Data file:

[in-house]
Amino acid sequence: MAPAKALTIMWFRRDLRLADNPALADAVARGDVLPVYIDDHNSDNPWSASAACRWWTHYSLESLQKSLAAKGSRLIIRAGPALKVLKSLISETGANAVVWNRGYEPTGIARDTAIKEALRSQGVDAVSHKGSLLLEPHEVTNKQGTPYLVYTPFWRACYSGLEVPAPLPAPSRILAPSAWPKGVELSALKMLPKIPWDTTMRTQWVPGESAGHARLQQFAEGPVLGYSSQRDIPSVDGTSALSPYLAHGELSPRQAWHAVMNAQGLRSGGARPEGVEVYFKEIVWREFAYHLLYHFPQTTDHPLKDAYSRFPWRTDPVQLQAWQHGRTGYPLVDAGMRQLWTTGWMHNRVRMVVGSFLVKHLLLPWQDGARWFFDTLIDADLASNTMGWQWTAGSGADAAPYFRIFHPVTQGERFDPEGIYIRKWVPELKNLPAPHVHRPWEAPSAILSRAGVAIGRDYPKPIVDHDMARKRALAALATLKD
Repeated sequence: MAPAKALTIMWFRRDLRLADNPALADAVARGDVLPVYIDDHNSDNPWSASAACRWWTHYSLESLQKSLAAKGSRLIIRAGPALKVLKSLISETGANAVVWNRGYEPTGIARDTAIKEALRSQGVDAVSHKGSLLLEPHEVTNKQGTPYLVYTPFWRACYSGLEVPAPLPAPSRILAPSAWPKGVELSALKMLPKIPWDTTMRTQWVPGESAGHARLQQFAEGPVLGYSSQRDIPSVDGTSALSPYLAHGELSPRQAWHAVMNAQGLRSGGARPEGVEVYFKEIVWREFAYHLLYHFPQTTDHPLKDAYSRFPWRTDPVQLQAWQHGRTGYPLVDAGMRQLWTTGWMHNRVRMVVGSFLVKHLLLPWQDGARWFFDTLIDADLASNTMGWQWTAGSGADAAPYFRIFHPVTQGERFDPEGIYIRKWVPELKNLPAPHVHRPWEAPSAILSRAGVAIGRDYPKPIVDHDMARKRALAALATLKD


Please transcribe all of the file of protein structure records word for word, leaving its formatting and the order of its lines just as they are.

[in-house]
Amino acid sequence: MAPAKALTIMWFRRDLRLADNPALADAVARGDVLPVYIDDHNSDNPWSASAACRWWTHYSLESLQKSLAAKGSRLIIRAGPALKVLKSLISETGANAVVWNRGYEPTGIARDTAIKEALRSQGVDAVSHKGSLLLEPHEVTNKQGTPYLVYTPFWRACYSGLEVPAPLPAPSRILAPSAWPKGVELSALKMLPKIPWDTTMRTQWVPGESAGHARLQQFAEGPVLGYSSQRDIPSVDGTSALSPYLAHGELSPRQAWHAVMNAQGLRSGGARPEGVEVYFKEIVWREFAYHLLYHFPQTTDHPLKDAYSRFPWRTDPVQLQAWQHGRTGYPLVDAGMRQLWTTGWMHNRVRMVVGSFLVKHLLLPWQDGARWFFDTLIDADLASNTMGWQWTAGSGADAAPYFRIFHPVTQGERFDPEGIYIRKWVPELKNLPAPHVHRPWEAPSAILSRAGVAIGRDYPKPIVDHDMARKRALAALATLKD
Repeated sequence: MAPAKALTIMWFRRDLRLADNPALADAVARGDVLPVYIDDHNSDNPWSASAACRWWTHYSLESLQKSLAAKGSRLIIRAGPALKVLKSLISETGANAVVWNRGYEPTGIARDTAIKEALRSQGVDAVSHKGSLLLEPHEVTNKQGTPYLVYTPFWRACYSGLEVPAPLPAPSRILAPSAWPKGVELSALKMLPKIPWDTTMRTQWVPGESAGHARLQQFAEGPVLGYSSQRDIPSVDGTSALSPYLAHGELSPRQAWHAVMNAQGLRSGGARPEGVEVYFKEIVWREFAYHLLYHFPQTTDHPLKDAYSRFPWRTDPVQLQAWQHGRTGYPLVDAGMRQLWTTGWMHNRVRMVVGSFLVKHLLLPWQDGARWFFDTLIDADLASNTMGWQWTAGSGADAAPYFRIFHPVTQGERFDPEGIYIRKWVPELKNLPAPHVHRPWEAPSAILSRAGVAIGRDYPKPIVDHDMARKRALAALATLKD